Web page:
##### Zaphod programming language

Team: zaph0d

- farrellm23: language design and implementation
- ZebraFish: moral support and brownies

Source: github

### Disclosures:

- I wrote most of the type checker for Zaphod back in May, then dropped the project until taking it up again for the Jam at the beginning of August (see commit history).
- While I did most of my coding in emacs, I did play with the repl.it environment enough to get Haskell compiling and running.

# Zaphod

A two headed language

How is Zaphod a two headed language? In several ways:

- Zaphod is like Scheme with Haskell's type system[1] bolted on
- Zaphod's type system includes an explicit
`Top`

type, so "untyped"

functions and macros are possible - [todo] Zaphod supports an alternative syntax that looks much more

like Python

## Why does Zaphod exist?

### Dual foundation

Haskell's type system is great, but metaprogramming with Template

Haskell is clunky. Scheme has a great metaprogramming via macros, but

is untyped. Zaphod combines the two, with a powerful type system for

normal programming and macros for metaprogramming.

### Dual syntax [todo]

Lisps are great for manipulating ASTs, but many programmers do not

enjoy the parenthesis heavy syntax. Python has a nice, clean syntax,

but is clunky for AST manipulations. Zaphod uses the same AST for

both Scheme and Python syntaxes, so code can be written with Python

syntax while AST manipulations (macros) can be written with Scheme

syntax.

## What does Zaphod look like?

### Basics

```
;; line comments
(* block
comment *)
;; the unit value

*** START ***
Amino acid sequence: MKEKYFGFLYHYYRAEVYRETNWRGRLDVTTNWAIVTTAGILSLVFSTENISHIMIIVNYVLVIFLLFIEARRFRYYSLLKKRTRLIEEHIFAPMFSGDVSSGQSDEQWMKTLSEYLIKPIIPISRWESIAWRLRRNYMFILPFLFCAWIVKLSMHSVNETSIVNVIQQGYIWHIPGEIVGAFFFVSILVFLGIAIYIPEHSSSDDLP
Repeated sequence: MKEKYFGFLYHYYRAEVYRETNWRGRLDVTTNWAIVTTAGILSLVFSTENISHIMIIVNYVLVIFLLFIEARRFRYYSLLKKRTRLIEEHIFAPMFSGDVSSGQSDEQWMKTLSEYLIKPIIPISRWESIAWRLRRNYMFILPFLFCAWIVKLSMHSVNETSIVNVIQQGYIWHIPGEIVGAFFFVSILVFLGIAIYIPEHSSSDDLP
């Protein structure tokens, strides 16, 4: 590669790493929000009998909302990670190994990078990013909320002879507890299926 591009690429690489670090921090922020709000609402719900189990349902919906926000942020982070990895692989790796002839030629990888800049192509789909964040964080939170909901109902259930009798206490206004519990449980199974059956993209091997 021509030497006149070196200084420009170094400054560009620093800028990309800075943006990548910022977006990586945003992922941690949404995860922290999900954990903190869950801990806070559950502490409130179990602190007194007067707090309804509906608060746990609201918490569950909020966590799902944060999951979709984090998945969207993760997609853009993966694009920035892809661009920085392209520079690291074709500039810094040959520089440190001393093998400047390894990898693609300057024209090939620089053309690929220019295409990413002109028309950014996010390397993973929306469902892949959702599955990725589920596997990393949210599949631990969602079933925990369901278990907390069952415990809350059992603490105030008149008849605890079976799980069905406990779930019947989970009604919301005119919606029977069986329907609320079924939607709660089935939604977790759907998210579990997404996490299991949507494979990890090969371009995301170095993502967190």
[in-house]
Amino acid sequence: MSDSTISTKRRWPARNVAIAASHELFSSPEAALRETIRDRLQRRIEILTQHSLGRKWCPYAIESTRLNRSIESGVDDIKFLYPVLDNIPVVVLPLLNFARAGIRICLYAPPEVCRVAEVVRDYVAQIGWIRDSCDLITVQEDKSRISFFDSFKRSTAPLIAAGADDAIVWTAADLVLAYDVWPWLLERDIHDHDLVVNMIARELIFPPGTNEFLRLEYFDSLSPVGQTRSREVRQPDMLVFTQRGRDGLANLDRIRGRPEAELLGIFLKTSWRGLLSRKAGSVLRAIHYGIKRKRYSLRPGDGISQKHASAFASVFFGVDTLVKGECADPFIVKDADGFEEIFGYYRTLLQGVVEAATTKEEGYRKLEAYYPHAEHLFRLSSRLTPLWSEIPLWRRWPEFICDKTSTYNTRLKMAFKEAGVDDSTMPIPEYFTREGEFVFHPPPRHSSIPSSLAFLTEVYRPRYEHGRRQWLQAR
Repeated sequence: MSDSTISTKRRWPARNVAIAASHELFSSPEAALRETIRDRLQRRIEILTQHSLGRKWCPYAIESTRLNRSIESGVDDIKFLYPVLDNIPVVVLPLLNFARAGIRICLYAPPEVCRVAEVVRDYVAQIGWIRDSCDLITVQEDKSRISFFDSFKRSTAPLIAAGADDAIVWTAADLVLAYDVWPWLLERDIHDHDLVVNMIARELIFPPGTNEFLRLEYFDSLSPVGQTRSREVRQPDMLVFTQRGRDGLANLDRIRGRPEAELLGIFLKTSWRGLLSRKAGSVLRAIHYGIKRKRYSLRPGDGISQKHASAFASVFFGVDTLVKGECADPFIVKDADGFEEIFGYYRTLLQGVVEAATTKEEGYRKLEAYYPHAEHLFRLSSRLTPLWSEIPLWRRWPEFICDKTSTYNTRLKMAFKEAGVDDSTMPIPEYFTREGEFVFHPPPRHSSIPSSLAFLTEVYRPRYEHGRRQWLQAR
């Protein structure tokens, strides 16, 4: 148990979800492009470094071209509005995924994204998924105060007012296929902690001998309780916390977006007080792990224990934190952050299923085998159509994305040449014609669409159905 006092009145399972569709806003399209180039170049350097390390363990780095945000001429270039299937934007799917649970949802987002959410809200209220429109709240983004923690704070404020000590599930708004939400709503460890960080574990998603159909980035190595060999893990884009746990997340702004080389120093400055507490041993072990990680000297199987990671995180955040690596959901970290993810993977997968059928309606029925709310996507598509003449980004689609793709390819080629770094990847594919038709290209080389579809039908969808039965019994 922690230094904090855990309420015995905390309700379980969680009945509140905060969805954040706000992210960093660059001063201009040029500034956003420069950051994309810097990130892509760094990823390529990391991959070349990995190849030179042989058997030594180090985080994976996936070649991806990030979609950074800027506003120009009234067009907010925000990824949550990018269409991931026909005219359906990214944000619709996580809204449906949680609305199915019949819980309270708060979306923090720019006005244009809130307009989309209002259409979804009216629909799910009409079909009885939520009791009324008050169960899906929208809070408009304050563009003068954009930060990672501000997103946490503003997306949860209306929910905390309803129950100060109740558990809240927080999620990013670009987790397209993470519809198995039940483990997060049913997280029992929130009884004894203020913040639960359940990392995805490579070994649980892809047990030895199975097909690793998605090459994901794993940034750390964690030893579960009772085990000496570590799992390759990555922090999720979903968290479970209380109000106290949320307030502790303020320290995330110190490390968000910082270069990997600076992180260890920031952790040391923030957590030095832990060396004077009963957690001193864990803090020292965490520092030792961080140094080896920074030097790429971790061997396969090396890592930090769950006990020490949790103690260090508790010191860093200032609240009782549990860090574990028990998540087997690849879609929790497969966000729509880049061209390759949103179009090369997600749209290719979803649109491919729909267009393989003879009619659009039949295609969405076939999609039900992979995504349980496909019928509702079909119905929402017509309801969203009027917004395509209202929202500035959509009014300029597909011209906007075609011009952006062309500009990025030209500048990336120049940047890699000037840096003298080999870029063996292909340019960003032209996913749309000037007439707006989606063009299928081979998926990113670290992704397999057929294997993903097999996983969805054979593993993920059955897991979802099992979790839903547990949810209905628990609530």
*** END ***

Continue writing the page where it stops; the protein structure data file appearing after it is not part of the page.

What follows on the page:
()
;; a (quoted) symbol
'zaphod
;; a tuple of three symbols - the following 4 produce the same value
['a 'b 'c]
(tuple 'a 'b 'c)
(cons 'a (cons 'b (cons c ())))
'(a b c)
;; a lambda expression
(lambda (x) [x x])
```

### Types

```
() ;; the unit type
Symbol ;; the type for symbols
Top ;; universal return type
(x . y) ;; pair type
;; tuple types, the following two are equivalent
[x y z]
(x . (y . (z . ())))
;; function types, eg, a function from one symbol to another symbol
(-> [Symbol] Symbol)
;; universal quantification, for parametric polymorphism
(forall a (-> [a] a)) ;; the type of the identity function
;; hard to demonstrate, but symbols can also be types, eg, the type 'Bool
```

### Defining a value

```
;; Explicit type
(def name
Symbol
'Zaphod)
;; Inferred type
(def unit ())
```

### Defining a function

```
(defn (id x)
(forall a (-> [a] a))
x)
```

### Macros

```
(def defn
(-> [(Symbol . Top) Type Top] Top)
(macro (p t e)
['def (car p) t ['lambda (cdr p) e]]))
```

### ADTs

```
(data Bool
True
False)
(data (Maybe a)
Nothing
(Just a))
(defn (not p)
(-> [Bool] Bool)
(if p
False
True))
```

## Why is Zaphod interesting?

Zaphod takes the minimalism of Scheme and applies it to Haskell's type

system. Take the `data`

"special form" is not a special form at all,

but a macro! `Bool`

is a symbol masquerading as a type, and `Maybe`

is a function from a type to tuple type. `True`

, `False`

and `Nil`

are all symbols that have had their types overwritten, and `(Just x)`

is, similarly a coerced tuple.

Consider Haskell's

maybe

function. Normally, we would implement this with pattern matching,

but Zaphod doesn't have pattern matching yet, so we can abuse the

underlying representation.

```
(defn (maybe d f m)
(forall a (forall b (-> [b
(-> [a] b)
(Maybe a)]
b)))
(if (is-symbol m)
d
(f (unsafe-coerce (cadr m)))))
```

## Future work

- Records (via a macro)
- Type classes (via macros, after adding implicit arguments)
- Numeric, string, character types

## References

<a id="1">[1]</a>

Dunfield, Joshua, and Neelakantan R. Krishnaswami. “Complete and Easy Bidirectional Typechecking for Higher-Rank Polymorphism.” Proceedings of the 18th ACM SIGPLAN international conference on Functional programming - ICFP ’13 (2013): n. pag. Crossref. Web.

If you're interested in Haskell-meets-Lisp, Kadena's Pact might be of interest. I haven't played around with it (it's for blockchain applications), but it's an example of combining type systems with macros.

Hello there! The jam required you to work in teams (which it seems like you did). However, you forgot to mention your team members in the post description. Please edit the post to include those too.

Thank you.